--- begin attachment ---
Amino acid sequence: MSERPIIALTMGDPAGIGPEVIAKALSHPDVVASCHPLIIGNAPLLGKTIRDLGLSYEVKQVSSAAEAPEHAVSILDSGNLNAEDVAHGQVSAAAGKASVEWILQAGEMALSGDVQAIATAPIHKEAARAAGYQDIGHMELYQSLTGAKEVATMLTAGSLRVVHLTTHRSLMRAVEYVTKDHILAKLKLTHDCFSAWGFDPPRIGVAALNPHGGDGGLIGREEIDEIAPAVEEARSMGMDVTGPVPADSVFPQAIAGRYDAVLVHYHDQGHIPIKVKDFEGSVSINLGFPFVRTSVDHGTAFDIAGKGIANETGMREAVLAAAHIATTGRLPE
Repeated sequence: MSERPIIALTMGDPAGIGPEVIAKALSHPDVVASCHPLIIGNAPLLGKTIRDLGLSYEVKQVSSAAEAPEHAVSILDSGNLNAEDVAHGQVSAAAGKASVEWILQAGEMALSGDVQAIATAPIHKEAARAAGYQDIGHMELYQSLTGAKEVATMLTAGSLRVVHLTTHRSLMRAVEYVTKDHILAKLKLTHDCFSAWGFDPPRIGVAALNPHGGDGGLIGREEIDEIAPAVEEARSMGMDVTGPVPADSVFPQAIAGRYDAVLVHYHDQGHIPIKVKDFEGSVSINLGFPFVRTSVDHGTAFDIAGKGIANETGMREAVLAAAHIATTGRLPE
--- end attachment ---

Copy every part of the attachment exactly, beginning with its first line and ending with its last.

Amino acid sequence: MSERPIIALTMGDPAGIGPEVIAKALSHPDVVASCHPLIIGNAPLLGKTIRDLGLSYEVKQVSSAAEAPEHAVSILDSGNLNAEDVAHGQVSAAAGKASVEWILQAGEMALSGDVQAIATAPIHKEAARAAGYQDIGHMELYQSLTGAKEVATMLTAGSLRVVHLTTHRSLMRAVEYVTKDHILAKLKLTHDCFSAWGFDPPRIGVAALNPHGGDGGLIGREEIDEIAPAVEEARSMGMDVTGPVPADSVFPQAIAGRYDAVLVHYHDQGHIPIKVKDFEGSVSINLGFPFVRTSVDHGTAFDIAGKGIANETGMREAVLAAAHIATTGRLPE
Repeated sequence: MSERPIIALTMGDPAGIGPEVIAKALSHPDVVASCHPLIIGNAPLLGKTIRDLGLSYEVKQVSSAAEAPEHAVSILDSGNLNAEDVAHGQVSAAAGKASVEWILQAGEMALSGDVQAIATAPIHKEAARAAGYQDIGHMELYQSLTGAKEVATMLTAGSLRVVHLTTHRSLMRAVEYVTKDHILAKLKLTHDCFSAWGFDPPRIGVAALNPHGGDGGLIGREEIDEIAPAVEEARSMGMDVTGPVPADSVFPQAIAGRYDAVLVHYHDQGHIPIKVKDFEGSVSINLGFPFVRTSVDHGTAFDIAGKGIANETGMREAVLAAAHIATTGRLPE